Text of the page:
President, First Responders
Happy Holidays! I think we all are hopeful that 2021 will be a better year for everyone! 2020 brought a great deal of stress, anxiety, worry, and feelings of dread. I’m feeling cautiously optimistic that there’s a light at the end of the tunnel.
I try to be mindful and sensitive when broaching subjects to write about in my monthly article. I never want to sound gruff or offend anyone. With that in mind, I do need to address some topics that aren’t easy.
It is mind blowing that people call us for medical emergencies and still do not put on a mask. We shouldn’t have to arrive on scene and have to ask everyone to please put one on. WE always wear them to protect YOU; putting one on for us shouldn’t be a chore.
Along those same lines, we’ve been faced with some very rude comments from some of you who have called for our services. In November, someone actually said, “You people are useless”. WE people are volunteers who come to you in an emergency. We come from our homes, work, dinner, the golf course, pickle ball and tennis courts, and from a deep sleep in our bed at all hours of the night. We deserve to be treated with courtesy and respect.
We recently had an incident where a neighbor of a patient asked our Paramedic to move his firetruck so their guests could leave. If you were in town (not on the island) and stuck behind a firetruck and an ambulance, would you go over to one of their personnel and ask them to move their vehicle? Odds are pretty good that you wouldn’t even consider it.
When we arrive on scene, we have A LOT to think about in terms of parking. The Skidaway Island First Responders (SIFR) volunteers have to make sure they leave room for the firetruck and ambulance. The Paramedic on the firetruck needs to be able to have easy access to the patient. Likewise, we must leave room for the ambulance AND be mindful of not damaging property. There are a lot of moving parts when pulling up to scene.
Honestly, interrupting a Paramedic or First Responder while they’re treating a patient shouldn’t be a topic I ever need to address. All EMS calls are focusing on the patient, and anyone else shouldn’t be involved. Asking us to move our vehicles isn’t acceptable, nor will it ever happen.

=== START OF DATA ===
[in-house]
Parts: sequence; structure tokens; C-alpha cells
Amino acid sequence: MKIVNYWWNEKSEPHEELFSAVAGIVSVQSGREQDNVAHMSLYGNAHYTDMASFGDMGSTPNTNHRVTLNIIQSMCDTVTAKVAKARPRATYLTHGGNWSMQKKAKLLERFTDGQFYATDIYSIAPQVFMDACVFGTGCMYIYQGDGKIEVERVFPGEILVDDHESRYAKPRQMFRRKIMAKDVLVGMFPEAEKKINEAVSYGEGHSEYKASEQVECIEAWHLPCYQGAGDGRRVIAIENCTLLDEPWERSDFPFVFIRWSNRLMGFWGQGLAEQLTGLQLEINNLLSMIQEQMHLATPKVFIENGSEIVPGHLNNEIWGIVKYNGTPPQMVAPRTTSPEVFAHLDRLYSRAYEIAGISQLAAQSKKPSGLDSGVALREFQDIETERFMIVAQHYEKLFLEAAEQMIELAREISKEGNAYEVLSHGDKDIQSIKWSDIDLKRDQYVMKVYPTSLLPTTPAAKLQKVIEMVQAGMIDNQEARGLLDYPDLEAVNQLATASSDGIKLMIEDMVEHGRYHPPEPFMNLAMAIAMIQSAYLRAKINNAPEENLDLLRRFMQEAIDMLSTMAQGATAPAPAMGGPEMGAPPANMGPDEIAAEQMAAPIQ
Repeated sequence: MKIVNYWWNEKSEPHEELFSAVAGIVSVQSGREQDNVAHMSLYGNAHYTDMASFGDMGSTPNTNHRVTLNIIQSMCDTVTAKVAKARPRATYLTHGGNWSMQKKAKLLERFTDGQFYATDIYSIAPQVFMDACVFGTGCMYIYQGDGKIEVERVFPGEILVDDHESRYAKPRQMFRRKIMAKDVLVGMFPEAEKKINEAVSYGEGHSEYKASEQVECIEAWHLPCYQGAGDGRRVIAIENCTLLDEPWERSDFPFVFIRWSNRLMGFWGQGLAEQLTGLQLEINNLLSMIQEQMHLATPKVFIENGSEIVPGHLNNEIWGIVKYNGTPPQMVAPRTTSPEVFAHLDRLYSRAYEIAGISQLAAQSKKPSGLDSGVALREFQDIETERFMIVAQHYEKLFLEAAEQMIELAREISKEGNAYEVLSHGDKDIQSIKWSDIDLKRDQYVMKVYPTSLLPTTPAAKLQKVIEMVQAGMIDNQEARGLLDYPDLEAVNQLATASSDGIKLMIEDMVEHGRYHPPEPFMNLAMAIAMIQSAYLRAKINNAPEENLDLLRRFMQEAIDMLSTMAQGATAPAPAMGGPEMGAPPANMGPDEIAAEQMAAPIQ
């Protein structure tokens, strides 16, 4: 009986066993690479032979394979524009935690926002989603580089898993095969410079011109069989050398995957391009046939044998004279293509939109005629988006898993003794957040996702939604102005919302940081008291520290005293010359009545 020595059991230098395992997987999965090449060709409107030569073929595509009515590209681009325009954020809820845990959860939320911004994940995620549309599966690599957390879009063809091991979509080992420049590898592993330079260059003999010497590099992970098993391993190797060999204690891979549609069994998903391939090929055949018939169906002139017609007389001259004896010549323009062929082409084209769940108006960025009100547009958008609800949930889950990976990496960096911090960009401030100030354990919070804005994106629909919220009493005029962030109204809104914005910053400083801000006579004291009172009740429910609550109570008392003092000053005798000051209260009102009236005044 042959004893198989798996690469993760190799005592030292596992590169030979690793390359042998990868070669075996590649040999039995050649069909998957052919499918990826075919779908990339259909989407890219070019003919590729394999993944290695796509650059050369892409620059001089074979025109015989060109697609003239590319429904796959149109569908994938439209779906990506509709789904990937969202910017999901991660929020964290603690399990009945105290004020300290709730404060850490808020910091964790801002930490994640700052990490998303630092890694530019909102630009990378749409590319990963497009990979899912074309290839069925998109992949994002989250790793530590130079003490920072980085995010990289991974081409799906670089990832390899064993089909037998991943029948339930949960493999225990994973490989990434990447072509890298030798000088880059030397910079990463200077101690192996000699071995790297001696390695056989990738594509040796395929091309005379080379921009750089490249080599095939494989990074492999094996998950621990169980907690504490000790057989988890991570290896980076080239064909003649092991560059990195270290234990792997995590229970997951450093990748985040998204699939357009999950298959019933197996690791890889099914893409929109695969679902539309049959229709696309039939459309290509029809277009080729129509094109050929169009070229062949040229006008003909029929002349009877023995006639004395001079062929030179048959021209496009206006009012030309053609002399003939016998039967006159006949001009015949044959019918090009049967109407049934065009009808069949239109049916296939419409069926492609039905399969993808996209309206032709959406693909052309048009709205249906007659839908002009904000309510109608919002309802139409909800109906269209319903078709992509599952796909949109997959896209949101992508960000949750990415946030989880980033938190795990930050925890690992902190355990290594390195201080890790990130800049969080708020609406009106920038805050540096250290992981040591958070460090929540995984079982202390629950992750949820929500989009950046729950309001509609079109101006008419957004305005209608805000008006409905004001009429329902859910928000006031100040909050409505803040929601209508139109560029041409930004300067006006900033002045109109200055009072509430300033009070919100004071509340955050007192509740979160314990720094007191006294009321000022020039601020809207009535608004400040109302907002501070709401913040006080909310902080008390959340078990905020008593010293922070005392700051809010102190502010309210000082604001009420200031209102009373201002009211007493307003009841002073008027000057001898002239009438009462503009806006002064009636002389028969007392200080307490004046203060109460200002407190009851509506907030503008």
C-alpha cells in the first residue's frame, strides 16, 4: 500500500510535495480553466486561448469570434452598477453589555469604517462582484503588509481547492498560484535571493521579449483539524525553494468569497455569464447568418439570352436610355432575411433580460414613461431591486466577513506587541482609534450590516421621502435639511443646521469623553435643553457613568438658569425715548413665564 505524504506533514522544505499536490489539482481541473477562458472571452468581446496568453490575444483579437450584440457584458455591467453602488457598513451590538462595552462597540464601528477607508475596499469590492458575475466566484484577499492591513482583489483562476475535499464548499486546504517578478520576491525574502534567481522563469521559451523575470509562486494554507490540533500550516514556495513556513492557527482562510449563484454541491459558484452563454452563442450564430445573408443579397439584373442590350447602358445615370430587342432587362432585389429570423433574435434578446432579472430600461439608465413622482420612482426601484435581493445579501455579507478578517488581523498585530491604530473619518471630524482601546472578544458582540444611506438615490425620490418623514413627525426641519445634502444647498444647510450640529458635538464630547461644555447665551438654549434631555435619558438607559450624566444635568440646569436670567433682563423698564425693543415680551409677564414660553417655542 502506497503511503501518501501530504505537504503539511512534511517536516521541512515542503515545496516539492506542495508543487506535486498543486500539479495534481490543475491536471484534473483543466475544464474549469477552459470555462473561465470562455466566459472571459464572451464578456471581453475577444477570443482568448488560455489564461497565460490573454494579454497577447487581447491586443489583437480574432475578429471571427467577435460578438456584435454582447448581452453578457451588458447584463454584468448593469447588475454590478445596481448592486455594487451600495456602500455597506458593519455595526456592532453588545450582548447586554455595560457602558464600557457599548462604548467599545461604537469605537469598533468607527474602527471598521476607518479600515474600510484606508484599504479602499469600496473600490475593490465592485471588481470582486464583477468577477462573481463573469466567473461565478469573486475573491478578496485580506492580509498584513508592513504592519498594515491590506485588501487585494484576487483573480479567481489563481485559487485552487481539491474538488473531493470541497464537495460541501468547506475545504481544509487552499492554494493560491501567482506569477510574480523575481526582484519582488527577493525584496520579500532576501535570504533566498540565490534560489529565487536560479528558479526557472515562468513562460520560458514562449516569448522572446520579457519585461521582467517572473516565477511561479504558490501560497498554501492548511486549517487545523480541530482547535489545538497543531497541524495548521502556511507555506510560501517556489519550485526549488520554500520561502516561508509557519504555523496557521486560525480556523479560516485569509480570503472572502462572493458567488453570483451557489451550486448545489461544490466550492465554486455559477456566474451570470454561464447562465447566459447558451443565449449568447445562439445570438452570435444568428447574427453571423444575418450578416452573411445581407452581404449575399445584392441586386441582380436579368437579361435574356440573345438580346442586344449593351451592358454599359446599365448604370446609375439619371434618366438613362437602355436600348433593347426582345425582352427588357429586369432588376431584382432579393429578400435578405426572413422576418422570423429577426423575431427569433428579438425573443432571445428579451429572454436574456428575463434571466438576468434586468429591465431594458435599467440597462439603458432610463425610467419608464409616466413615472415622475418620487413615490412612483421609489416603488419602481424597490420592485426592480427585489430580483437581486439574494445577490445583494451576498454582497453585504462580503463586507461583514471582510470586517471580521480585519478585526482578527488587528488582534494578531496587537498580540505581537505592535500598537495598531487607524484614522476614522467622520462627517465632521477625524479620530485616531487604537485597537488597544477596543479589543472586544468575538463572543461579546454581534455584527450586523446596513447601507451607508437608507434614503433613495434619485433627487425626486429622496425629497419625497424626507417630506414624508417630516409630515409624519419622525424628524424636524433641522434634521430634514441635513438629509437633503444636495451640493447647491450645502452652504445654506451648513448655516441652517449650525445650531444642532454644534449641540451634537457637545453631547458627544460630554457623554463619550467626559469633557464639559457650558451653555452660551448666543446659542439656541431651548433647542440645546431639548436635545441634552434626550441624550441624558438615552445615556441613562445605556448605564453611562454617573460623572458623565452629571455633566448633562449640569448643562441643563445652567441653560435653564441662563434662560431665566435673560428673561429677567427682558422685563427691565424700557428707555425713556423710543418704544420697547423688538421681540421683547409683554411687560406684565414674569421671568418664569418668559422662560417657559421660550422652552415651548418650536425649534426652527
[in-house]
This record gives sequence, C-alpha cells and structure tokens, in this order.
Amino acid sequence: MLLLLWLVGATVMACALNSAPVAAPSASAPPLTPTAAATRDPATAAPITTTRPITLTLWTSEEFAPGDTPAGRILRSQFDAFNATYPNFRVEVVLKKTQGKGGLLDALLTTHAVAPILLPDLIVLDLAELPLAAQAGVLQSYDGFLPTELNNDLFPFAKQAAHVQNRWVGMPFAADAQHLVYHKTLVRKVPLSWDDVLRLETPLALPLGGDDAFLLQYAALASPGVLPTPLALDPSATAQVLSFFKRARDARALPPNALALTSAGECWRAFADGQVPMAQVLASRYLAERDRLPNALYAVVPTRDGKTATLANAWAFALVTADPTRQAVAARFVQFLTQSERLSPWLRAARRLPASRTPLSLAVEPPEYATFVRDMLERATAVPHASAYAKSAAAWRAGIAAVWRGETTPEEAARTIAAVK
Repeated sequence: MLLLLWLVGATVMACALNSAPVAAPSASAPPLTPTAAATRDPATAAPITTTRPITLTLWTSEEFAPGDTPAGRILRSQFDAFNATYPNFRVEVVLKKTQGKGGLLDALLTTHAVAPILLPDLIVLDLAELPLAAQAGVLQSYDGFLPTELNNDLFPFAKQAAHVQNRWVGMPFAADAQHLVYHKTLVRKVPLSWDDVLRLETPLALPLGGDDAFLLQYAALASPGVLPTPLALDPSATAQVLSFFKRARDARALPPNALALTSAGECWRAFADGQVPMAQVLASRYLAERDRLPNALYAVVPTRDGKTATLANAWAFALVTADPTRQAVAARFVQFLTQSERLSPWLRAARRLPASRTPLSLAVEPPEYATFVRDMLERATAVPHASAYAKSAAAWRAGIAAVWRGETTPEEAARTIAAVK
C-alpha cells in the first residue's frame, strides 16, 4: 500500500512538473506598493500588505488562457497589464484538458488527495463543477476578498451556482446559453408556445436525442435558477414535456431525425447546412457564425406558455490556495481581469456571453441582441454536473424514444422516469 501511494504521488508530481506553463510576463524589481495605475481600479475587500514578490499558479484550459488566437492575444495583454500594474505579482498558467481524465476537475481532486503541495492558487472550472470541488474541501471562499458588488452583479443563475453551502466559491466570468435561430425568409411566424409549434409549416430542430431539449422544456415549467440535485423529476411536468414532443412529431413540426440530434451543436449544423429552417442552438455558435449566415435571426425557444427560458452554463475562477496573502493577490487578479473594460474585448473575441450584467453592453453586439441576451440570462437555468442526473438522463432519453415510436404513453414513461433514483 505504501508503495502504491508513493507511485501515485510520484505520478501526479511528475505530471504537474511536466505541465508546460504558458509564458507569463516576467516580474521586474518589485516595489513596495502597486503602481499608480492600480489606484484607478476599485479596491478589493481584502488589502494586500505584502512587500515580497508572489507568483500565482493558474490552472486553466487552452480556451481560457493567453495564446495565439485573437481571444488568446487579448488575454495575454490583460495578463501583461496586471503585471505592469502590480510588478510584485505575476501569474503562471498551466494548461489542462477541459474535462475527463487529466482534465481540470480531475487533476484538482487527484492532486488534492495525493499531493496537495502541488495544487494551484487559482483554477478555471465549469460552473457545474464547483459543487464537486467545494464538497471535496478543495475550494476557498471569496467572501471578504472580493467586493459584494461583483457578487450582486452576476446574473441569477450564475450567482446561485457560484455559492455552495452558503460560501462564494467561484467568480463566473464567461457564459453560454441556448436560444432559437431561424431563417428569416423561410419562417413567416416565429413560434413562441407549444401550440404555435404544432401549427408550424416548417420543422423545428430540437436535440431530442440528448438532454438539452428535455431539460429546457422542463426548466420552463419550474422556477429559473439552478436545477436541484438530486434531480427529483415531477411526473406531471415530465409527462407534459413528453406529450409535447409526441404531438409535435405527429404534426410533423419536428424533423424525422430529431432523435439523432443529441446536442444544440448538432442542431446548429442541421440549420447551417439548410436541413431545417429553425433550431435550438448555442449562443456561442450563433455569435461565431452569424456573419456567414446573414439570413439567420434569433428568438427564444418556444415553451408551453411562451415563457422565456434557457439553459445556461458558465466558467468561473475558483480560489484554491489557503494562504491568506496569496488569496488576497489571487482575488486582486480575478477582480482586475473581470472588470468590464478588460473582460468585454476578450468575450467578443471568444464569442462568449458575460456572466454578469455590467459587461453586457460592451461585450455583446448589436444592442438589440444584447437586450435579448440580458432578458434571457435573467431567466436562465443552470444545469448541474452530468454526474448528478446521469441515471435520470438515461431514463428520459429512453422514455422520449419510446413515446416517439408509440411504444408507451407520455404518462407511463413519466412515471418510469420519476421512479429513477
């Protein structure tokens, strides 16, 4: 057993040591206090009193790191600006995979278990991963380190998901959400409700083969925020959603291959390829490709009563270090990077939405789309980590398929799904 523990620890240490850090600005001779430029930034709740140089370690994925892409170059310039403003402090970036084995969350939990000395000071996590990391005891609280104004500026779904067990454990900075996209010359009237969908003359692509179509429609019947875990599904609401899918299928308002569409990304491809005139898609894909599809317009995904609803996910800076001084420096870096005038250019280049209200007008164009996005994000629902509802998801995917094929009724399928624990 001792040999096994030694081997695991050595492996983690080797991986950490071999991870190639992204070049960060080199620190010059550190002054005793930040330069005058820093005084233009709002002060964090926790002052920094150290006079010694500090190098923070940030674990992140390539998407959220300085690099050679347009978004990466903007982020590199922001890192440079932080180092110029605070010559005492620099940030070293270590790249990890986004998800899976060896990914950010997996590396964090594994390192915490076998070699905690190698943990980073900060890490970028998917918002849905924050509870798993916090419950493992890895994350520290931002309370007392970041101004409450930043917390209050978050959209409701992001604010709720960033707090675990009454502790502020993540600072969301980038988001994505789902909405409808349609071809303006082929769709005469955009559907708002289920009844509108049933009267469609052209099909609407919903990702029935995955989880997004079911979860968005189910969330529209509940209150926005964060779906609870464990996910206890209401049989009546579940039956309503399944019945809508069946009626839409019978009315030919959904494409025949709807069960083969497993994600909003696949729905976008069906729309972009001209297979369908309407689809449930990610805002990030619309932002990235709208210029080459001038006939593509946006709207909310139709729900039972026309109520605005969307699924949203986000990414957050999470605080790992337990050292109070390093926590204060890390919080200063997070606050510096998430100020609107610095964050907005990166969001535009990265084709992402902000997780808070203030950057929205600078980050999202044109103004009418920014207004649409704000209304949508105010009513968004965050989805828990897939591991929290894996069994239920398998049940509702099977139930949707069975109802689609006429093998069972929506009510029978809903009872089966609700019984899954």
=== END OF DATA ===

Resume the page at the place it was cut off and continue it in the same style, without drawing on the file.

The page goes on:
We also faced a similar situation in November while on a call in the middle of the street. A woman was blocked from leaving her street and was extremely rude and making hand gestures to communicate that we were in her way. I can assure you that no matter how many times you wave to us or mouth obscenities, we will not stop patient care.
We do not want to cause any of you to be stuck on your street or in your driveway. Please be aware that if we are there, it’s because we need to be in order to provide the best care to our community. Our goal isn’t to stress anyone out. That being said, please show some empathy and be patient. It’s not difficult to think of others -- especially during a medical emergency.
The majority of SIFR have white light bars on their cars. We typically use those lights and our hazard lights when responding to medical calls. I beg all of you to please pay attention when you’re driving on the island. If you see one of us, please safely yield so that we can get to the calls as quickly as possible.
It isn’t necessary to damage your car or pull over in a hurry and hit a curb. When you can safely pull over for us, we would really appreciate it. Most likely, if you see a car with flashing white lights on the roof or on the dash of a car, it’s us.
In closing, PLEASE go pick up and fill out the yellow medical cards from The Landings Association. I’ve written about these cards for years. Get one for each family member and fill them out. Put them on the outside of your refrigerator or inside a plastic baggy and place inside (on the right side) of the refrigerator door.
I hope all of you have a wonderful and safe holiday. Don’t ever hesitate to call the SIFR. We are always here to help you in a medical emergency.
This article was originally published by The Landings Association on their website.
Visit landings.org to read the original article.